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The Phd Interview

Food production and forest exploitation can be combined

Researcher Lila Nath Sharma’s thesis shows that the conservation of biodiversity, food production and forest exploitation is possible to integrate in the same geographical area, but only by a broad environmental and biogeographic approach.

Lila Nath Sharma
NATURELOVER: As a son of a farmer Lila Nath Sharma have always loved to be outdoors. After he studied plant science in Nepal he wanted to know more.
Photo:
Camilla Ahamath

Why did you want to do a PhD?

“I got some opportunities to work with several researchers from around the world, when I studied my Master’s degree in Plant Science and Biodiversity Management in Kathmandu. There I met some researchers from the University of Bergen, which has a collaboration in Kathmandu as part of Norad’s Programme for Master Studies. From 2008 I assisted researchers from Bergen to collect data in fields in Nepal. The contact with the researchers motivated me to continue my education. In 2013, I moved to Bergen and started my PhD.”

Why did you choose resource management and biodiversity conservation for your topic?

“First of all I love to work in nature. At Tribhuvan University of Nepal, were I am from, I studied Botany and Biodiversity conservation and management. When the opportunity to study in Bergen emerged, I wanted to do something that could have an impact on my home country. In Nepal people depend on Natural Recourses for subsistence. We are told that the biological resource extraction as mountain pasture and fodder in the forest is negative for biodiversity. I wanted to look further into this thesis.”

How did you carry out your research?

“As a son of a farmer I have always loved to be outdoors. I love to collect data in the forest and mountains. After I studied plant science my perspective on nature changed. I like to collect plants, perform case studies and to analyse primary data. Fieldwork is essential for my research.”

What, in your opinion, is most important in your research?

“Conventional conservation has tried to limit human impact on nature to protect biodiversity. Yet, many endangered species are not included in conventional management. A geographical overlap of high biodiversity and vital resources, such as livestock forage, creates conflict between locals and conservation interests, especially in economically deprived areas such as Nepal. My research and thesis shows that by integrating biodiversity, food production and forest exploitation you can improve conversation in a geographical area, but only by a broad environmental and biogeographic approach.”

What did you want to achieve with your PhD?

I want my discoveries to translate into resource management and conservation in areas where people depend on Natural Recourses for subsistence. People of Nepal, my home country, depent on Natural Recourses. Nepal’s need to manage the resources in a more scientific way, to get more resources to use. My PhD can be a theoretical guide to change the future. Everything around us keeps changing, therefore we need to change as well. We don’t know how and when things will change, but we know it will. People’s relationship with economy, food, a more globalised world, migration and so on will always change, and we need to balance our consumption of resources with a need to preserve future resources.”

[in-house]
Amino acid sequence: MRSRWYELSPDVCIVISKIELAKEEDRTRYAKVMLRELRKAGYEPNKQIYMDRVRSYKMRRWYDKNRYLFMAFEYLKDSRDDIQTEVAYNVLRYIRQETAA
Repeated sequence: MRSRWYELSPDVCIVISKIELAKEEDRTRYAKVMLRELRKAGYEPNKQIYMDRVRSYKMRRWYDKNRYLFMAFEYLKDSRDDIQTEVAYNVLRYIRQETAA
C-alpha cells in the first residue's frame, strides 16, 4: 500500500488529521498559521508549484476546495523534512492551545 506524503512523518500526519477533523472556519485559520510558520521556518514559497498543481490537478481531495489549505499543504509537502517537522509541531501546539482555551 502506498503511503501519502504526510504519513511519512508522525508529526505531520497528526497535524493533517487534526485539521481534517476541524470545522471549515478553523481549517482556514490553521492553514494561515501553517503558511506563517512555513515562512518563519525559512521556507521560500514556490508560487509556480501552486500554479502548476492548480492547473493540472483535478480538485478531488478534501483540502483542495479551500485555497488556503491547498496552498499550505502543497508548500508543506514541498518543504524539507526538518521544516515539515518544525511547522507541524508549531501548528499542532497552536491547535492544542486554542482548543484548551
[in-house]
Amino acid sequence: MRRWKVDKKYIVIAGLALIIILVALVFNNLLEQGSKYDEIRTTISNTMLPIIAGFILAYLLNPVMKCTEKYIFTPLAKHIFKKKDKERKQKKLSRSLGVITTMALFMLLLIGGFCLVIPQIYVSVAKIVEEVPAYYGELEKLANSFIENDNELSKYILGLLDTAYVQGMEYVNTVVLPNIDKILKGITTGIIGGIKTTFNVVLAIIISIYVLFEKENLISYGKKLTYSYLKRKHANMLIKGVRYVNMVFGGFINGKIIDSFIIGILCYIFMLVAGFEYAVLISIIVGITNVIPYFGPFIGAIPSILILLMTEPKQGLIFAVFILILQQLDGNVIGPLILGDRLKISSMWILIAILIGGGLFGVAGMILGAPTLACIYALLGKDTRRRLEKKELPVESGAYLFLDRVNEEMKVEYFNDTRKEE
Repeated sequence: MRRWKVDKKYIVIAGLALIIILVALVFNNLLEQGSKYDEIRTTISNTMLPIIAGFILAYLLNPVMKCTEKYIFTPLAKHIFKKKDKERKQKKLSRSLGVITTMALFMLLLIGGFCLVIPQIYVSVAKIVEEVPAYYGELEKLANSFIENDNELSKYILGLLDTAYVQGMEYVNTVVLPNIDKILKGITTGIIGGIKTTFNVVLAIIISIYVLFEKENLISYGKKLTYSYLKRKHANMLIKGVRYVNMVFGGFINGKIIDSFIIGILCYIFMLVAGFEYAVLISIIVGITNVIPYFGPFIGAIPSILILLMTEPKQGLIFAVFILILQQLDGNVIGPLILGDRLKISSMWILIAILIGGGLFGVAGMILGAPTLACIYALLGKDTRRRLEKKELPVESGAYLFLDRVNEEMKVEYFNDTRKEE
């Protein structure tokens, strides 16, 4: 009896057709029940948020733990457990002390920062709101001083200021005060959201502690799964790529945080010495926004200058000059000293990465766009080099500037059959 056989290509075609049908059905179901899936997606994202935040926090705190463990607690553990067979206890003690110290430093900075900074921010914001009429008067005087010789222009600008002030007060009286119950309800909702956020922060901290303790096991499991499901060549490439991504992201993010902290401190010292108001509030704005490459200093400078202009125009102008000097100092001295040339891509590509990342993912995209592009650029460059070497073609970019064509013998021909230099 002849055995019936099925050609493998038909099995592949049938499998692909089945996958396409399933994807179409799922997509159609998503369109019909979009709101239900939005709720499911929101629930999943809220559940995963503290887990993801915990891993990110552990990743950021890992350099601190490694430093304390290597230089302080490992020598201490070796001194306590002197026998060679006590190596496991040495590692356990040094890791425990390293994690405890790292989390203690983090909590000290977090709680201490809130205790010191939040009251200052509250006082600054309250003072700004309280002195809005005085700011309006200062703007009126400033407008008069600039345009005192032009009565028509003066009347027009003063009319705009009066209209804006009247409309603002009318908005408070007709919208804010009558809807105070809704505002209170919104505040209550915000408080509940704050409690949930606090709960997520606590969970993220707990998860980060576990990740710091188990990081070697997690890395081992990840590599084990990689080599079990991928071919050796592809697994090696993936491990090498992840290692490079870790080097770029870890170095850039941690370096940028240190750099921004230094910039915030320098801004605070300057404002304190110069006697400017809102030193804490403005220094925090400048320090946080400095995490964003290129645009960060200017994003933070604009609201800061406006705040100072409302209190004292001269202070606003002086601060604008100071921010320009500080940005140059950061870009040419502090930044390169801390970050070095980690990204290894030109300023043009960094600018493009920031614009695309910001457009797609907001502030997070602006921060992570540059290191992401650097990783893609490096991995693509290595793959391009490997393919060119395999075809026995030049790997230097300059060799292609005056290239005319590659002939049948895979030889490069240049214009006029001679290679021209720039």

Why, in your opinion, is it important to continue to study this topic?

“The most important thing is to get and give some insight in how to integrate human impact in nature conservation. My findings can give some perspective, and we all need to increase our consciousness around nature. I believe we can manage conservation where people live. I think it is important to get out there, that conservation and food production can go together. It is no longer true that you can’t combine conservation of biodiversity, food production and forest exploitation, in one area.”

What has it been like, being a PhD student at UiB?

“This has been a great opportunity for me. This is a very nice place and the University of Bergen has a good working environment. It has been very inspiring to be here. The people are very helpful, and I have benefited for being in a resourceful university like this. My supervisors are very supportive ans have made my stay and studies a lot easier. Bergen is very different from Nepal; The physical development, general differences in levels and fields and Nepal is a developing country with social democracy like here, but its not the same. Another thing and maybe the biggest differences is the caste system in Nepal. There, people are discriminated for their place in the caste system. You don’t have that here in Norway. We have a lot of work to do to reduce iequalities. Personally I don’t believe in the caste system.”

Where do you see yourself in ten years from now on?

“It depends. Sometimes we just have to see what happens. I want to be a field ecologist and work on development in Nepal. I will probably continue to work on what I’m doing and love today. I also want to develop my study and maybe apply for some grants, but for now I’m open to whatever comes along.”